By Alexa Brown, ACDI masters student, class of 2015
European Geosciences Union – Vienna, Austria | 18 – 22 April 2016
When you’re attending a conference 10 000km away that is 13 650 scientists strong and someone with an American accent quotes Bruce Hewitson’s “distillation paradigm” during a presentation, you realise some things:
1. Being South African is really awesome!
2. And then you realise that climate change research and work really is a global responsibility, and as South Africans we CAN and MUST make an assertive effort to get involved with the big players in the northern hemisphere (and developed countries) if we want to effect credible and sustainable development at home. I was blown away that a session convenor from Iowa State University (R. Arritt) mentioned Bruce Hewitson’s name and data distilling process at a session on Regional Climate Models and downscaling. I was shocked mostly because it was unexpected, and proud of the fact that I attended Bruce Hewitson’s ‘introduction to climate variability and predictability’ honours lectures. This lead me to realise something else:
3. At UCT we have such a brilliant and unique opportunity to be exposed to and get involved with some heavy weights in climate change research. Why wouldn’t Arritt be quoting a professor from South Africa? That’s brilliant! We need more of it, we need more students to recognise academic opportunity and take on the risks of getting their hands dirty with climate change and impact research. Then we need to get out there to spread the word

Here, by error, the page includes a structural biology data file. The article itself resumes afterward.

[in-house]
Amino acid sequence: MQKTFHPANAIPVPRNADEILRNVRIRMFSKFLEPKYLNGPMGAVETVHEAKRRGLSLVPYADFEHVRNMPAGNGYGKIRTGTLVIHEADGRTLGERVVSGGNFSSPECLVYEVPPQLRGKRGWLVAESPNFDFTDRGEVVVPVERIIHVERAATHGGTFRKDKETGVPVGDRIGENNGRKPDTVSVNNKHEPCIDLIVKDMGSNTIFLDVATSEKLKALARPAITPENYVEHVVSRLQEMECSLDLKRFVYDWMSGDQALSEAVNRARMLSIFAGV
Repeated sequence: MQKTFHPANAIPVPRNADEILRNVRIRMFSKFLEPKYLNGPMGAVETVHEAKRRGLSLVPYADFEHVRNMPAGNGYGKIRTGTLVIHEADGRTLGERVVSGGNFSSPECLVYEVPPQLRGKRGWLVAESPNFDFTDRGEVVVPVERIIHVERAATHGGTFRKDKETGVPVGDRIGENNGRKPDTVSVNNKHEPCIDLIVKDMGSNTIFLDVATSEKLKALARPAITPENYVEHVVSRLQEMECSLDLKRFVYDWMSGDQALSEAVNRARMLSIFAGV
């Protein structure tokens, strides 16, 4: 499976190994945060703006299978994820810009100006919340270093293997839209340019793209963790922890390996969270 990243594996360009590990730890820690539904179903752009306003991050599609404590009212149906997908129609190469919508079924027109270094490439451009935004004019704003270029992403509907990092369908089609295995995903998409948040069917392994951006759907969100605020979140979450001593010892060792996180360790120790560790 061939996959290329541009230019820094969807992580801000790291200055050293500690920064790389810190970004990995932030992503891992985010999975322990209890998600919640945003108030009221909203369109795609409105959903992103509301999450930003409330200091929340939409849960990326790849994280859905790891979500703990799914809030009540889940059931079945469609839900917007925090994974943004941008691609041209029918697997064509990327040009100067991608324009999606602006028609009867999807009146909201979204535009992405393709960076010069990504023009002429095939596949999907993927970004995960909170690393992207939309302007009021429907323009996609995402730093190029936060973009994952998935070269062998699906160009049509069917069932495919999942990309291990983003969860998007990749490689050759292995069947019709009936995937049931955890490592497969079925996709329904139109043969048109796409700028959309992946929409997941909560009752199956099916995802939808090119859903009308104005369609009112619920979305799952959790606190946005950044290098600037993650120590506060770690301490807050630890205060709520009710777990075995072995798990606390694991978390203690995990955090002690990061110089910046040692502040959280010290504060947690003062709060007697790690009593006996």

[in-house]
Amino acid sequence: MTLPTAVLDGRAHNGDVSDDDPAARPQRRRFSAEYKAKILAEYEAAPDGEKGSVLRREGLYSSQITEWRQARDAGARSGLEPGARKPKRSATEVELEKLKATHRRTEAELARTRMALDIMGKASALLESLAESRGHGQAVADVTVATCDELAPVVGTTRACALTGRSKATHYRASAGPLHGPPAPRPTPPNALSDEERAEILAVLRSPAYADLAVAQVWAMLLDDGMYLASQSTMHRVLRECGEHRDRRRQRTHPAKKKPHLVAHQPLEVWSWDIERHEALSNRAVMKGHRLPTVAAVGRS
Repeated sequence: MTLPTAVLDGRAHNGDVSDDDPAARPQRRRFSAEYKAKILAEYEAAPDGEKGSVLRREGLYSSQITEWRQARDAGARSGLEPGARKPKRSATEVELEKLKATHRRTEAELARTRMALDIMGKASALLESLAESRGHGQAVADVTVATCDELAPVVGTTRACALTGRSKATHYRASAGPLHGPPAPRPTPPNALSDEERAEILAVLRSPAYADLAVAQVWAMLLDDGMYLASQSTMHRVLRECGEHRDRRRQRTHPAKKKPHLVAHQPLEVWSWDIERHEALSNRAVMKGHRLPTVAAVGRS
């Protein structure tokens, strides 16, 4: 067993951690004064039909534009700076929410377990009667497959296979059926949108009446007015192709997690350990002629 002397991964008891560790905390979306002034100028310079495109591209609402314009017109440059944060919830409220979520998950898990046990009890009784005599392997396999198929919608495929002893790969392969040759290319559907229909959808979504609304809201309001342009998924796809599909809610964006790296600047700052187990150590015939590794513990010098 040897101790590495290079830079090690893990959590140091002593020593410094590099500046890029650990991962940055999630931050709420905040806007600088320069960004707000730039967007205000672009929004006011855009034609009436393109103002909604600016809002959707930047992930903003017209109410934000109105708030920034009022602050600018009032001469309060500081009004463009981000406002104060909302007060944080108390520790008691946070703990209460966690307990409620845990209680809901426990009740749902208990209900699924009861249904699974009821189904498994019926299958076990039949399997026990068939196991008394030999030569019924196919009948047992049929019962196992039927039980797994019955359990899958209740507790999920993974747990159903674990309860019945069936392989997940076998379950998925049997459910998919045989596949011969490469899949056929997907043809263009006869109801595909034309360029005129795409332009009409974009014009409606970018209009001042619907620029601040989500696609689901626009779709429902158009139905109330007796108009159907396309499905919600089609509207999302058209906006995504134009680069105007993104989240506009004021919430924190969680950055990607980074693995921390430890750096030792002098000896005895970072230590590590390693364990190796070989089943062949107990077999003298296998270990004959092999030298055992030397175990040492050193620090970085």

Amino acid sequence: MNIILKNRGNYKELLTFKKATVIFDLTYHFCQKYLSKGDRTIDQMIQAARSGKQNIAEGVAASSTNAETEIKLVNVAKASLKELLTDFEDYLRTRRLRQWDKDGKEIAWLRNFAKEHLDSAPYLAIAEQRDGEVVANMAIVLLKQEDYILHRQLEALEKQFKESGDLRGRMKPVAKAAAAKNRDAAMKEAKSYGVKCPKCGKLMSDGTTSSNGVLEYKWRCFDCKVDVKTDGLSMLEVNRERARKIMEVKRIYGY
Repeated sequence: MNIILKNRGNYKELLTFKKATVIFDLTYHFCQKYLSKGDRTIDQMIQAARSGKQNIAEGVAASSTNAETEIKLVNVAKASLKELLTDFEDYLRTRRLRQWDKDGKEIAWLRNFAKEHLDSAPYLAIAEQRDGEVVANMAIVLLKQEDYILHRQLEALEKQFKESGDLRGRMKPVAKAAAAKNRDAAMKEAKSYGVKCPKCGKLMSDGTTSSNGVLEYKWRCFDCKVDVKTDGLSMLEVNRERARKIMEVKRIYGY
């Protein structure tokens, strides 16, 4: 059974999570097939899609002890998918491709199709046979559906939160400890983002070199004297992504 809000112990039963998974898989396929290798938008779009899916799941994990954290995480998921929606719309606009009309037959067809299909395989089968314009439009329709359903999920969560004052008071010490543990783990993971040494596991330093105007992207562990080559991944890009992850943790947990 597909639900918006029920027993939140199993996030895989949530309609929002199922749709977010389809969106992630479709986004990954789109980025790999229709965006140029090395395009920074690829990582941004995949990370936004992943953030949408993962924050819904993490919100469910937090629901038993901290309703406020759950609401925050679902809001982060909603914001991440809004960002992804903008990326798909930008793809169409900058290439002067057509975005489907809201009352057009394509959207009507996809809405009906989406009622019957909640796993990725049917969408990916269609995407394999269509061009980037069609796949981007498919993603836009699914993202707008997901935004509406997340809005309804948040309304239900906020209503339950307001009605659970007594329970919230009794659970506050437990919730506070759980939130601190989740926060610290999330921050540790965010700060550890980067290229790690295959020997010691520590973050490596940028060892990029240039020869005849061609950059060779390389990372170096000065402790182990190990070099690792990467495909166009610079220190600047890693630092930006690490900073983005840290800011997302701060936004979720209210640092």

The exposure to an international arena on climate sciences was overwhelming at first and then inspiring (13 650 people from 109 countries). It was a pleasure attending sessions and talks at the European Geosciences General Assembly and seeing what other universities and academics are focusing on in their research. There was every type of geoscience topic to engorge your inner nerdy appetite. From astrophysics and NASA to deep earth exploration and mapping – it was all there in presentation, posters, interactive touch screen presentations and social receptions! My poster on an historical data comparison for Cape Town wind records was well received at the poster session held after a day full of similar themed presentations. I was able to connect with some key people who work with the same type of data from Australia, London and Southern Africa. I find this amazing considering the research dates back 200 years and here we are collaborating today.
The conference organizers did an amazing job to bring together 1000s of people of all cultures and research backgrounds in an open and creative space! The best thing about the conference for me was that it was all paper free! I encourage all students to work hard and make an effort to attend one of the international conferences for their own development.
Disclaimer: The views expressed here are solely those of the author in her private capacity.